• Depreciating assets such as business equipment or rental property fixtures
• Any assets held in superannuation funds until you retire

It’s best to consult with a tax expert regarding capital gain exemptions before filing.

Why Should You Care About the Australian Capital Gains Tax?

Ultimately, everyone has to pay taxes, but understanding how to offset capital gains could mean paying less. By making your capital asset portfolio work for you without subjecting sales or transfers to capital gains tax provisions, you can realize greater retention of your capital gains. Of course, tax advice is helpful along the way, so it is best to wait until you talk to your advisor before making any changes with your investment property or capital assets.

Don’t forget the impact capital gains can have on your heirs or beneficiaries. Without the correct ownership structures in place, inheritors of property incur substantial CGT liabilities when they sell an inherited property.

When Are Taxes Due for a Sale of Property or Shares?

You pay capital gains tax in the same year that the asset sold. For instance, if you sell investment properties, the date of the sale and price you agree to determine your cost base, even if you don’t see net capital gains until the following year.

It may seem straightforward, but juggling capital losses and taxable capital gain may get confusing when you have multiple transactions taking place in a similar time frame. Working with an expert you trust can help you calculate capital gains tax to avoid penalties down the road.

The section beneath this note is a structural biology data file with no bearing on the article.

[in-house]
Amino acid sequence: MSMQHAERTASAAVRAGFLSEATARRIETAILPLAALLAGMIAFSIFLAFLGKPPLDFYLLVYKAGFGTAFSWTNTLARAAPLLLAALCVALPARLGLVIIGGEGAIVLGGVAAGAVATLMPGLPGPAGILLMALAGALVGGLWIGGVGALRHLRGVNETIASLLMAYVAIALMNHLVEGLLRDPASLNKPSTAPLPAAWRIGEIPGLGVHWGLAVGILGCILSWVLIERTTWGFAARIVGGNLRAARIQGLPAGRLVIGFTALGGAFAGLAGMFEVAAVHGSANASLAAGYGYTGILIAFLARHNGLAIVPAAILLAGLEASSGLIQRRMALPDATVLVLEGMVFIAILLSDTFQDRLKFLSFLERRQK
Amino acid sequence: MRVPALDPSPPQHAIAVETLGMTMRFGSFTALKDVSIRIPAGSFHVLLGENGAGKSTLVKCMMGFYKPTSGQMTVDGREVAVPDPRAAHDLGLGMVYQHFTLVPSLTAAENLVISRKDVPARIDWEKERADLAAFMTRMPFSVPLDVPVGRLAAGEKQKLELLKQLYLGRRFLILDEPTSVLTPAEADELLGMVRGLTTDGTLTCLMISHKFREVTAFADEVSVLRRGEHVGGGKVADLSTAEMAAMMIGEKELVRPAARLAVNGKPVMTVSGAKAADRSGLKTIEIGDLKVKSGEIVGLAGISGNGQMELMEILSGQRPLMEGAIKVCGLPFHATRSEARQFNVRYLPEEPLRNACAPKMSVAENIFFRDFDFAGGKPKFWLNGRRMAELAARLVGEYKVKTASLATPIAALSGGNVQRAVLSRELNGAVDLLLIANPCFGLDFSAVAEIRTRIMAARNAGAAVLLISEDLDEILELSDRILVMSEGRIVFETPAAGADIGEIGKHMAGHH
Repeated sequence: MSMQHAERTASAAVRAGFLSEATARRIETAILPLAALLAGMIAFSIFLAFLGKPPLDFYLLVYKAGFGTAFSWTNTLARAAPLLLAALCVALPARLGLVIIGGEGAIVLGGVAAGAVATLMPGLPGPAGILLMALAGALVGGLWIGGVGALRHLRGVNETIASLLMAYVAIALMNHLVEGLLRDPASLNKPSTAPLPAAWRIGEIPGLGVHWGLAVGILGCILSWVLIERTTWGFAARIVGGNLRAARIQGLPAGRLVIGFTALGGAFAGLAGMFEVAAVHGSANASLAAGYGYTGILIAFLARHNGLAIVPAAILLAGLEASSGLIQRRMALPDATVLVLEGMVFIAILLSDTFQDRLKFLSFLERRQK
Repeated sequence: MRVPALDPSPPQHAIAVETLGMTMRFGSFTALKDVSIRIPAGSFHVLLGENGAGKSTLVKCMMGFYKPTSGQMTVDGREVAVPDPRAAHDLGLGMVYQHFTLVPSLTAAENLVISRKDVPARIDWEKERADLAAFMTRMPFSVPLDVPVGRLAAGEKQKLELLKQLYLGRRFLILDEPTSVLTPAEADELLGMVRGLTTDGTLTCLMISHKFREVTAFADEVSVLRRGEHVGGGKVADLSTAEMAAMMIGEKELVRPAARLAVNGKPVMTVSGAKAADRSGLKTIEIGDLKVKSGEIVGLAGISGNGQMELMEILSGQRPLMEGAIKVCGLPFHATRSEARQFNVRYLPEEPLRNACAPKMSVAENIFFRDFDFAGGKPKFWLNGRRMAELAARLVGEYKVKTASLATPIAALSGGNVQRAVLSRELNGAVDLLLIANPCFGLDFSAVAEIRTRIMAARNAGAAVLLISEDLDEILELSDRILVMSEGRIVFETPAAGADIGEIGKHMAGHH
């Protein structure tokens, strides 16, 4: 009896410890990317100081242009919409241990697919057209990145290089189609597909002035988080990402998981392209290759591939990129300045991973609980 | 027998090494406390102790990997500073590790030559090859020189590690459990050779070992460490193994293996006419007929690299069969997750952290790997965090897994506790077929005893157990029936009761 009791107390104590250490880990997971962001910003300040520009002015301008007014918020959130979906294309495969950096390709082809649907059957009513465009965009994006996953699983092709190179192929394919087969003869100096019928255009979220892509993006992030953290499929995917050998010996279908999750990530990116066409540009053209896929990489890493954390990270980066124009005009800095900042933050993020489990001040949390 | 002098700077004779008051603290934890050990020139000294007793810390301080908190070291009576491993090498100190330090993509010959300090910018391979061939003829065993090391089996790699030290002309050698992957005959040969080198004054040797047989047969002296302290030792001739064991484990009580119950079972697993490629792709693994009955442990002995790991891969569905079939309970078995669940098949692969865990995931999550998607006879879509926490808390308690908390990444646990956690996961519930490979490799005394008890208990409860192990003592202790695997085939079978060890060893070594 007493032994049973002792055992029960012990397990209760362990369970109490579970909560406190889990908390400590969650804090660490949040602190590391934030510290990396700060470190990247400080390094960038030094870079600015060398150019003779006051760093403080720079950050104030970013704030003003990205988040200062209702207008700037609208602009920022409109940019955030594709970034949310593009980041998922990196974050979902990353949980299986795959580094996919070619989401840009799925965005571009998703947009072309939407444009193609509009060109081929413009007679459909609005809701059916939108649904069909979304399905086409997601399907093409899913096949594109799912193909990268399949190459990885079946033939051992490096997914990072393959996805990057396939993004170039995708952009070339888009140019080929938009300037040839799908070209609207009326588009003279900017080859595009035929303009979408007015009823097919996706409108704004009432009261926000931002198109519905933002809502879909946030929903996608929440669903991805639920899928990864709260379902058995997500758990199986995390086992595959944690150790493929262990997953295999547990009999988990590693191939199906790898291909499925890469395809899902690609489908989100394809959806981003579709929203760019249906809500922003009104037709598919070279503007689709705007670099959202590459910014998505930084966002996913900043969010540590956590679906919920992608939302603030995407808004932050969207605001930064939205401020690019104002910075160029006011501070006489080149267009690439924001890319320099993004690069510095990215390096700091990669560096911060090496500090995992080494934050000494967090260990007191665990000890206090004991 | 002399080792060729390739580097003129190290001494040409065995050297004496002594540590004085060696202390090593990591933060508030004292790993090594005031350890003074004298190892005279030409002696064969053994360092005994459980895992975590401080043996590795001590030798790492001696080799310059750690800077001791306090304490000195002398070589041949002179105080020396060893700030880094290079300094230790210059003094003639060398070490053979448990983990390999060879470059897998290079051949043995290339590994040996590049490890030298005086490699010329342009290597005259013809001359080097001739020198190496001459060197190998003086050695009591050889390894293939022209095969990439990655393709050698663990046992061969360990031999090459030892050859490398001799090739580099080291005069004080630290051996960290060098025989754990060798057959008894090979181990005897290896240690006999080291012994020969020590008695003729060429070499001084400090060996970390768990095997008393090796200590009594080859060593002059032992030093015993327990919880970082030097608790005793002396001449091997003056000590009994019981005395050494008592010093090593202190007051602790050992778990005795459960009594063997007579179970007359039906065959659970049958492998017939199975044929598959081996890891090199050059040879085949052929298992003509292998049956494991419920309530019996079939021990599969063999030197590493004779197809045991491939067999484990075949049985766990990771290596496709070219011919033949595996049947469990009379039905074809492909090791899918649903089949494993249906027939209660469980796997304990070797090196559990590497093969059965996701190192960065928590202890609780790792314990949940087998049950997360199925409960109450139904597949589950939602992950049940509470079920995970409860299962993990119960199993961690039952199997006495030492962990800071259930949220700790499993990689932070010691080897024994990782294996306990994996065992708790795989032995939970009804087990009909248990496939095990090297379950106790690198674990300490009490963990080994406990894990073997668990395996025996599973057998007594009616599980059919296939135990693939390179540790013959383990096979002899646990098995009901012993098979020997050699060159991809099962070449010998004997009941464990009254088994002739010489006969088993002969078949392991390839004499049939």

What If I Don’t Pay my Taxes on Time?

Any time you fail to file a tax return on time, you risk facing penalties. Interest may also accrue, increasing the amount due. It would be a shame to lose your property investment and any subsequent capital gain to penalties because you missed a tax deadline.

What Happens to Me if I Don’t Pay My Taxes on Time?

The Australian Tax Office (ATO) will work with you to establish a repayment plan on any outstanding capital gains taxes. It’s in your best interest to reach out to them or respond to their communication. The longer you wait to settle taxes on capital gains realized, the more penalties may accrue.

If the ATO doesn’t hear from you, they may refer your debt to a collection agency. Ongoing failure to pay your taxes can also lead to legal action, seizure of assets, and even bankruptcy proceedings.

Get Help From the Property Tax Experts in Australia!

At House of Wealth Property Tax Experts, we understand the current capital gains tax policy and how to best help you retain your net gain, regardless of your regular income. Our goal is to help you reduce your CGT exposure and see the greatest benefits of your investment strategies. Contact us today to schedule a free consultation.

This article is intended as an information source only and to provide general information only. The comments, examples, words and extracts from legislation and other sources in this publication do not constitute legal advice, financial or tax advice and should not be relied upon as such. All readers should seek advice from a professional adviser regarding the application of any of the comments in this article to their particular situation.